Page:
Signs of depression in saliva

Researchers from the University of Cambridge have found that adolescents whose saliva levels are elevated, the stress hormone cortisol during depressive symptoms, are many times more likely to develop clinical depression or major depressive disorder.

Clinical depression is different from the bouts of bad mood that everyone visits from time to time. Doctors believe that chronic depression occurs in every sixth inhabitant of the planet and has symptoms such as increased fatigue, loss of interest in anything, problems with sleep and appetite, low self-esteem, a gloomy vision of the future, and so on. It is believed that clinical depression will become the main disease on the planet by 2030.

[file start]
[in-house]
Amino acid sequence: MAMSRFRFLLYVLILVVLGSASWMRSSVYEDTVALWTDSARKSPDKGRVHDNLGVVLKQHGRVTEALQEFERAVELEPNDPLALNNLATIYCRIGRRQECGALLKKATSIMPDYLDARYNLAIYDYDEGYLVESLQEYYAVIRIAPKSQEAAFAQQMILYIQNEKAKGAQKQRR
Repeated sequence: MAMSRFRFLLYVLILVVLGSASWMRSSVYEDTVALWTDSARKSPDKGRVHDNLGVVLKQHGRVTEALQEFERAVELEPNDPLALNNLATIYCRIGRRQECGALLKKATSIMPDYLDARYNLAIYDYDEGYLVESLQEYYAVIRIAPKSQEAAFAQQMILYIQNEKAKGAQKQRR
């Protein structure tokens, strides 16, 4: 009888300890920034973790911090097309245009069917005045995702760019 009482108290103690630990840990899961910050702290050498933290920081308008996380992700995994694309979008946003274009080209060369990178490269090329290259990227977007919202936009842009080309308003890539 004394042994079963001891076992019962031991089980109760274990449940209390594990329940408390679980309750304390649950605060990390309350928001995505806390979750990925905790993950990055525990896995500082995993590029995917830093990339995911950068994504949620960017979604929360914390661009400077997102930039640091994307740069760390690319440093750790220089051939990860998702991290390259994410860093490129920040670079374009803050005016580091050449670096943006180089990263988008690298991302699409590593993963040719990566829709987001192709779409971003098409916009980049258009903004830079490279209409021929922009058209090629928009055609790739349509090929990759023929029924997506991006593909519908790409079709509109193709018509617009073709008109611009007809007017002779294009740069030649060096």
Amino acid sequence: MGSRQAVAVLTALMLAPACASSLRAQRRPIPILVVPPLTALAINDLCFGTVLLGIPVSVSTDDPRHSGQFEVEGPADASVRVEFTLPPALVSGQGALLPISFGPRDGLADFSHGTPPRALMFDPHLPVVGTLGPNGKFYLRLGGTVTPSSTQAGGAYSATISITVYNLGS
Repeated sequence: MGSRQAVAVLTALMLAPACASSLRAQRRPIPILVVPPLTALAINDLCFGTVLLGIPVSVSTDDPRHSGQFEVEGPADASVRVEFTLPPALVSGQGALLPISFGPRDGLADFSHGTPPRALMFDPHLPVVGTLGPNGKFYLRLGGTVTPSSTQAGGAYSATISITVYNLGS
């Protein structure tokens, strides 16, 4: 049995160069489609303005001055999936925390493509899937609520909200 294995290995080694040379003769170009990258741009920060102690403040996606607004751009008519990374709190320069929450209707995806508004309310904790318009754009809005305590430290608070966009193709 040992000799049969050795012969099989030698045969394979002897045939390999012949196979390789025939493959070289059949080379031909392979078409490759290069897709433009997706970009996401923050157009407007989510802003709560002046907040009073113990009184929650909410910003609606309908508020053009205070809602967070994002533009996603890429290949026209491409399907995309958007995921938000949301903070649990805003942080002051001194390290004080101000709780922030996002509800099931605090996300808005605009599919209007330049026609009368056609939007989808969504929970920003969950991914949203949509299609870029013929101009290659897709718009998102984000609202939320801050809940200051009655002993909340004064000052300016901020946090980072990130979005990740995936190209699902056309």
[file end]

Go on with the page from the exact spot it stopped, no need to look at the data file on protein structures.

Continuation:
“Depression is a devastating disease that affects 10 million Britons,” says study leader Ian Goodyear. “With our research, we can now identify adolescents who are most likely to develop it in adulthood. This will help us take preventive measures and try to reduce the risk of the disease.”

Scientists measured the level of cortisol in the saliva of nearly 2,000 teenagers aged 12 to 19. Two more examinations were carried out, one year and three years later. It turned out that adolescents with elevated levels of cortisol in saliva in the morning and symptoms of depression were 14 times more likely to develop symptoms of clinical depression than those whose cortisol levels remained normal.